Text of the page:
According to an article in the ABA Journal, see the full article here, “among pet owners, ‘re-homing’ an unwanted dog or cat is a relatively straightforward process. The owner who seeks an alternative home often places an ad on the Internet, and a private transaction occurs that moves the pet to a new family. But with the rise of foreign adoptions of children and the inability of some parents to handle troubled youths, more and more desperate families are taking that approach with adopted youngsters and re-homing the children with strangers. Often those re-homed children report gruesome tales of physical, sexual or emotional abuse by their new guardians.”
“The process of re-homing has been largely unregulated—no federal laws prohibit the exchange of unwanted adopted kids. Most states allow private adoptions, but the processes vary widely and oversight is limited. In most cases, re-homing may be executed by a simple power-of-attorney letter or a notarized statement without government authorities or even any lawyers vetting the new parents.”
“Kids shouldn’t be in want ads like: ‘Our dog just had puppies. Want one for free?’ ” adds Haralambie, a former chair of the ABA Family Law Section’s Juvenile Law and Needs of Children Committee. That’s precisely where people like the mentally ill and pedophiles go to get children. At best, it’s abandonment, and at worst, it’s human trafficking.”
Children adopted internationally face other problems: Those from institutional homes may have attachment disorders from prior neglect or have language differences that limit their understanding of expectations.
“Myers says the remedy for re-homing is twofold. ‘First, it has to be a crime, and I’m not a big fan of criminalizing. But the analogy is baby selling, which is a crime. Plus, it’s always been a crime to abandon a child.’ Criminalizing the practice sends a very clear message to the very unfortunate parents who find themselves in a situation where they think: ‘I simply can’t do this.’ ”
State legislatures are taking note. In April, Wisconsin became the first state to make it illegal for anyone not licensed by the state to advertise a child older than age 1 for adoption or any other custody transfer, both in print and online. Parents who want to transfer custody of a child to someone other than a relative must seek permission from a judge. Violators face up to nine months in jail or as much as $10,000 in fines.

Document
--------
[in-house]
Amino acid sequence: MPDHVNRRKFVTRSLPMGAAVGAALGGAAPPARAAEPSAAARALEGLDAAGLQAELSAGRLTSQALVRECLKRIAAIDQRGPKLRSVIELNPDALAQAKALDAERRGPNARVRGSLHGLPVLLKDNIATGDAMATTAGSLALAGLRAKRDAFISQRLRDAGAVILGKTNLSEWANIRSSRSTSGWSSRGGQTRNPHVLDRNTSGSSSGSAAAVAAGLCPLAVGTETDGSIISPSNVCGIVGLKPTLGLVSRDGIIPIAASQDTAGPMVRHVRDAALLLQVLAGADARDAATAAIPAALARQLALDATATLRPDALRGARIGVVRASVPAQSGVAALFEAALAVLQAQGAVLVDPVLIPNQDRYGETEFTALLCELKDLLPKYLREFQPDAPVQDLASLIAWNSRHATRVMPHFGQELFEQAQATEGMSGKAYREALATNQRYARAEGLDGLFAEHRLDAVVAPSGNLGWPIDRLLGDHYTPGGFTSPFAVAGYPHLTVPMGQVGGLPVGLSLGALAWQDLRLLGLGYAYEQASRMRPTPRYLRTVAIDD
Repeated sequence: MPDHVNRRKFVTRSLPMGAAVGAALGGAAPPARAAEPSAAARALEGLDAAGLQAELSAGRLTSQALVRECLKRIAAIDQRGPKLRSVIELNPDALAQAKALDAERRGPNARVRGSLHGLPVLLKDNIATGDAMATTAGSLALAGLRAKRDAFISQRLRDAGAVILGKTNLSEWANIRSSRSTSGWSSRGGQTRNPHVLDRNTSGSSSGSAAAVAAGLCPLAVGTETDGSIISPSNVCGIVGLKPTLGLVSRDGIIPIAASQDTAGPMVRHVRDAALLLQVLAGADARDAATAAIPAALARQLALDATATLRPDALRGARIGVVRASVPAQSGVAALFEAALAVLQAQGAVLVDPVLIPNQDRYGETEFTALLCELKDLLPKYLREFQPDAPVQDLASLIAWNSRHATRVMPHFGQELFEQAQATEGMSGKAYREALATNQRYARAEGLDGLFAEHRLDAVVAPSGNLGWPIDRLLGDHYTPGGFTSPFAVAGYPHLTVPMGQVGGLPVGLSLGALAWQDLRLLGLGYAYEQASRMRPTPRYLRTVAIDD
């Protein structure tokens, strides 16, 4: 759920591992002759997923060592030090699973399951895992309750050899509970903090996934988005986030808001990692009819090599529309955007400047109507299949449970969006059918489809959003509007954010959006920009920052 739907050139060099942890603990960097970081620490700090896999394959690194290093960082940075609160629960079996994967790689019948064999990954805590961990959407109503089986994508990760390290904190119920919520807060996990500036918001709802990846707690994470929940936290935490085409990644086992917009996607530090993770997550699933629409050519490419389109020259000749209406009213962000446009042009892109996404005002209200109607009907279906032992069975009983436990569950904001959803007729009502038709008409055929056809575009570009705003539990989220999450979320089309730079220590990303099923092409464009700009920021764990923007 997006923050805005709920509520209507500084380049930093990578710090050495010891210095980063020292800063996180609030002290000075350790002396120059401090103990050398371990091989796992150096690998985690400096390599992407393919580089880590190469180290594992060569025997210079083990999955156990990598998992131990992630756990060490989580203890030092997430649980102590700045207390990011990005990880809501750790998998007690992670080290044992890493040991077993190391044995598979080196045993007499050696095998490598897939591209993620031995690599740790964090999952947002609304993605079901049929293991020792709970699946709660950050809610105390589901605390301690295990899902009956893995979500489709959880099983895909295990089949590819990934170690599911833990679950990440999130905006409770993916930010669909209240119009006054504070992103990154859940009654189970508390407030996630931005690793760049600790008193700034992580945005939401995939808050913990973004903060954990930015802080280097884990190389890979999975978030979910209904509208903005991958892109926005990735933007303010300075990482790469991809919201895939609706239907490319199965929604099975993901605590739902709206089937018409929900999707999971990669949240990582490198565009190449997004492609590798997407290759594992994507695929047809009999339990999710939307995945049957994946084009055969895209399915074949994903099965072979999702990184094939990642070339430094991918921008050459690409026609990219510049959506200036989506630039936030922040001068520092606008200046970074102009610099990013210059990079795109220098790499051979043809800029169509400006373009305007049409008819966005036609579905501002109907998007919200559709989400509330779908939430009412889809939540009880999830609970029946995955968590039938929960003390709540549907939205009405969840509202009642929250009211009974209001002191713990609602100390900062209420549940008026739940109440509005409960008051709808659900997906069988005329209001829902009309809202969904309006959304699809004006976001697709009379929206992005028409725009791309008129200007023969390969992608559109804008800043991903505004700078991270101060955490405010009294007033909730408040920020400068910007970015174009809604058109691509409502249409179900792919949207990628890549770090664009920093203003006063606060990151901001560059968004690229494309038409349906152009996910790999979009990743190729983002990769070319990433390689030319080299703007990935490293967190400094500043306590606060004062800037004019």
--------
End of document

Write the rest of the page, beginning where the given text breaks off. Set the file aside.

Last summer, Louisiana also banned nonlegal adoption, with offenders facing a penalty of $5,000 and up to five years in prison. Colorado, Florida and Ohio are considering similar laws.
Unfortunately, Babb says, most states aren’t making prohibiting online advertising of children or re-homing a priority. “This requires urgent attention, but children and families are at the bottom of the totem pole in policymaking.” It’s an effort, she insists, that must be led by the federal government.
For its part, the Adoption Committee of the ABA Family Law Section has informally discussed re-homing, but it has no plans to take active steps such as drafting a model statute, says family lawyer Carl Gilmore, the committee’s chair.
“I’m always hard-pressed to say under all circumstances that a practice should always be illegal,” says Gilmore of Woodstock, Illinois. “I can see circumstances where replacement of children might be advantageous, such as when there’s been no attachment between the child and the family. But there needs to be oversight.” Re-homing must be viewed “with a great deal of caution” and include, at the very least, investigations and criminal background checks, he says.
For Babb, re-homing raises broader issues. “We should question why so many parents are relying on international adoptions given that many of America’s children are available for adoption,” she says. “Parents should reconsider working with local departments of social services. There would be much more willingness and, in some cases, legal authority to help adoptive families facing challenges.”
I personally have often wondered why more American children are not adopted, as there are many children here in the United States who are deserving of a loving family. I would love to hear how others feel about this as well as the issues of re-homing the children who are adopted, whether internationally or not.